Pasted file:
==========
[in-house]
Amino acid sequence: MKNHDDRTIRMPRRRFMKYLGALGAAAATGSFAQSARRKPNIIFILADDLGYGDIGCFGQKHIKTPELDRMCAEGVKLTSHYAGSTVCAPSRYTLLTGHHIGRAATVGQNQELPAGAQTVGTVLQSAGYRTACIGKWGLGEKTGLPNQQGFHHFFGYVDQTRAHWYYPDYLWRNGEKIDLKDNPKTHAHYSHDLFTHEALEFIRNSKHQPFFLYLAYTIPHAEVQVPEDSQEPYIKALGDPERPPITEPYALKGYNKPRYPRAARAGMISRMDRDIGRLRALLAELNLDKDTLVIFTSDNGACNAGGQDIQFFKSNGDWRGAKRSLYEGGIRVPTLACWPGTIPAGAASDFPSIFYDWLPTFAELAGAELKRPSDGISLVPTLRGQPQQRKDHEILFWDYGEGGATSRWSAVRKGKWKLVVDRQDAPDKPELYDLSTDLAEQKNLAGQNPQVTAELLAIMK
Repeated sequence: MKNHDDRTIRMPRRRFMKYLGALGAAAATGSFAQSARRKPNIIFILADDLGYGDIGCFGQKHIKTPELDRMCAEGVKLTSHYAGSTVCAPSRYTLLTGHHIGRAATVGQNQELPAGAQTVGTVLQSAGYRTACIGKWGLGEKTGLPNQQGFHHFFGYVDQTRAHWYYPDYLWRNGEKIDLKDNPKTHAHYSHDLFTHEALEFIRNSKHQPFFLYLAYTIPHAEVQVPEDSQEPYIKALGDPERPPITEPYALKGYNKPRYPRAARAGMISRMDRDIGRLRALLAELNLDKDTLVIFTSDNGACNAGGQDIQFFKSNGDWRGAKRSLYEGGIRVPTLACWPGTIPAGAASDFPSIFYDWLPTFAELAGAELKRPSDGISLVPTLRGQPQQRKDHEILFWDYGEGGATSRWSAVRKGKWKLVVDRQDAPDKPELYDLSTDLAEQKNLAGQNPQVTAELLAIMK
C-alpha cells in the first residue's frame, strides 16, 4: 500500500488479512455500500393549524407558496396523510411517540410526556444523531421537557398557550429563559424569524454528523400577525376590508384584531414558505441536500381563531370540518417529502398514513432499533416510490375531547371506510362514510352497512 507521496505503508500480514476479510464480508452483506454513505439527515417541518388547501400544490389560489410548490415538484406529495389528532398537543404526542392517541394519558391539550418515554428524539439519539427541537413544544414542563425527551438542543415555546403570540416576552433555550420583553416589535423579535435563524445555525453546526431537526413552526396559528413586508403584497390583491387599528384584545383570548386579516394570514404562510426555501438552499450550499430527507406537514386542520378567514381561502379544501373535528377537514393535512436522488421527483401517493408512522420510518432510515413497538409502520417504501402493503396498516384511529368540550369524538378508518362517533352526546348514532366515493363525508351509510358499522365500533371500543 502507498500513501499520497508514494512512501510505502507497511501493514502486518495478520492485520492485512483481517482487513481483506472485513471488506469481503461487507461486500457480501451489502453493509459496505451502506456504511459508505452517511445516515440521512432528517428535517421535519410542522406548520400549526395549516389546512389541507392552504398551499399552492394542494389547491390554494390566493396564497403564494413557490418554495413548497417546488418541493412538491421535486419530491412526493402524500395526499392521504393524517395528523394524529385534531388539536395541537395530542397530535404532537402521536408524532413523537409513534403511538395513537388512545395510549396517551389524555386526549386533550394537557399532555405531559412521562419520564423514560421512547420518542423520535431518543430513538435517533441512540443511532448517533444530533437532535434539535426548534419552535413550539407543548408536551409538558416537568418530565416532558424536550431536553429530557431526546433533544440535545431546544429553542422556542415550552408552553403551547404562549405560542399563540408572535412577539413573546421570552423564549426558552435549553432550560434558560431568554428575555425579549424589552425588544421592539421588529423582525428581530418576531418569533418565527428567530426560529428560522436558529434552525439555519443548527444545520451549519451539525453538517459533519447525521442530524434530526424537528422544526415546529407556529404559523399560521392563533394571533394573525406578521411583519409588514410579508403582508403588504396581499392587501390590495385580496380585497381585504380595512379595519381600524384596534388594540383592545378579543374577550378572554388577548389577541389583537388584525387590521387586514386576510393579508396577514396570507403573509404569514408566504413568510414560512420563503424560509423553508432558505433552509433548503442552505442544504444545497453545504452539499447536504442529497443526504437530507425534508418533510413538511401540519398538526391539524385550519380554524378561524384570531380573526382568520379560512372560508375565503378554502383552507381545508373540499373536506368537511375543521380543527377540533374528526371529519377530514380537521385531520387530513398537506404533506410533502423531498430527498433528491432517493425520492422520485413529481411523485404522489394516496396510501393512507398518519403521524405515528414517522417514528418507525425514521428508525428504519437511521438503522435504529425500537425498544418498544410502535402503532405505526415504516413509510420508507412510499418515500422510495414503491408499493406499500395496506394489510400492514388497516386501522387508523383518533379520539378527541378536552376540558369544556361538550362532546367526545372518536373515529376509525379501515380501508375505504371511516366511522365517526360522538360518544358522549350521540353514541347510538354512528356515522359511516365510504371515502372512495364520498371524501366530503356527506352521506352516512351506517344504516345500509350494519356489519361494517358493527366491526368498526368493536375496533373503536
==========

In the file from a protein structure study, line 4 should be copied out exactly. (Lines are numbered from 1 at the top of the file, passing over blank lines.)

C-alpha cells in the first residue's frame, strides 16, 4: 500500500488479512455500500393549524407558496396523510411517540410526556444523531421537557398557550429563559424569524454528523400577525376590508384584531414558505441536500381563531370540518417529502398514513432499533416510490375531547371506510362514510352497512 507521496505503508500480514476479510464480508452483506454513505439527515417541518388547501400544490389560489410548490415538484406529495389528532398537543404526542392517541394519558391539550418515554428524539439519539427541537413544544414542563425527551438542543415555546403570540416576552433555550420583553416589535423579535435563524445555525453546526431537526413552526396559528413586508403584497390583491387599528384584545383570548386579516394570514404562510426555501438552499450550499430527507406537514386542520378567514381561502379544501373535528377537514393535512436522488421527483401517493408512522420510518432510515413497538409502520417504501402493503396498516384511529368540550369524538378508518362517533352526546348514532366515493363525508351509510358499522365500533371500543 502507498500513501499520497508514494512512501510505502507497511501493514502486518495478520492485520492485512483481517482487513481483506472485513471488506469481503461487507461486500457480501451489502453493509459496505451502506456504511459508505452517511445516515440521512432528517428535517421535519410542522406548520400549526395549516389546512389541507392552504398551499399552492394542494389547491390554494390566493396564497403564494413557490418554495413548497417546488418541493412538491421535486419530491412526493402524500395526499392521504393524517395528523394524529385534531388539536395541537395530542397530535404532537402521536408524532413523537409513534403511538395513537388512545395510549396517551389524555386526549386533550394537557399532555405531559412521562419520564423514560421512547420518542423520535431518543430513538435517533441512540443511532448517533444530533437532535434539535426548534419552535413550539407543548408536551409538558416537568418530565416532558424536550431536553429530557431526546433533544440535545431546544429553542422556542415550552408552553403551547404562549405560542399563540408572535412577539413573546421570552423564549426558552435549553432550560434558560431568554428575555425579549424589552425588544421592539421588529423582525428581530418576531418569533418565527428567530426560529428560522436558529434552525439555519443548527444545520451549519451539525453538517459533519447525521442530524434530526424537528422544526415546529407556529404559523399560521392563533394571533394573525406578521411583519409588514410579508403582508403588504396581499392587501390590495385580496380585497381585504380595512379595519381600524384596534388594540383592545378579543374577550378572554388577548389577541389583537388584525387590521387586514386576510393579508396577514396570507403573509404569514408566504413568510414560512420563503424560509423553508432558505433552509433548503442552505442544504444545497453545504452539499447536504442529497443526504437530507425534508418533510413538511401540519398538526391539524385550519380554524378561524384570531380573526382568520379560512372560508375565503378554502383552507381545508373540499373536506368537511375543521380543527377540533374528526371529519377530514380537521385531520387530513398537506404533506410533502423531498430527498433528491432517493425520492422520485413529481411523485404522489394516496396510501393512507398518519403521524405515528414517522417514528418507525425514521428508525428504519437511521438503522435504529425500537425498544418498544410502535402503532405505526415504516413509510420508507412510499418515500422510495414503491408499493406499500395496506394489510400492514388497516386501522387508523383518533379520539378527541378536552376540558369544556361538550362532546367526545372518536373515529376509525379501515380501508375505504371511516366511522365517526360522538360518544358522549350521540353514541347510538354512528356515522359511516365510504371515502372512495364520498371524501366530503356527506352521506352516512351506517344504516345500509350494519356489519361494517358493527366491526368498526368493536375496533373503536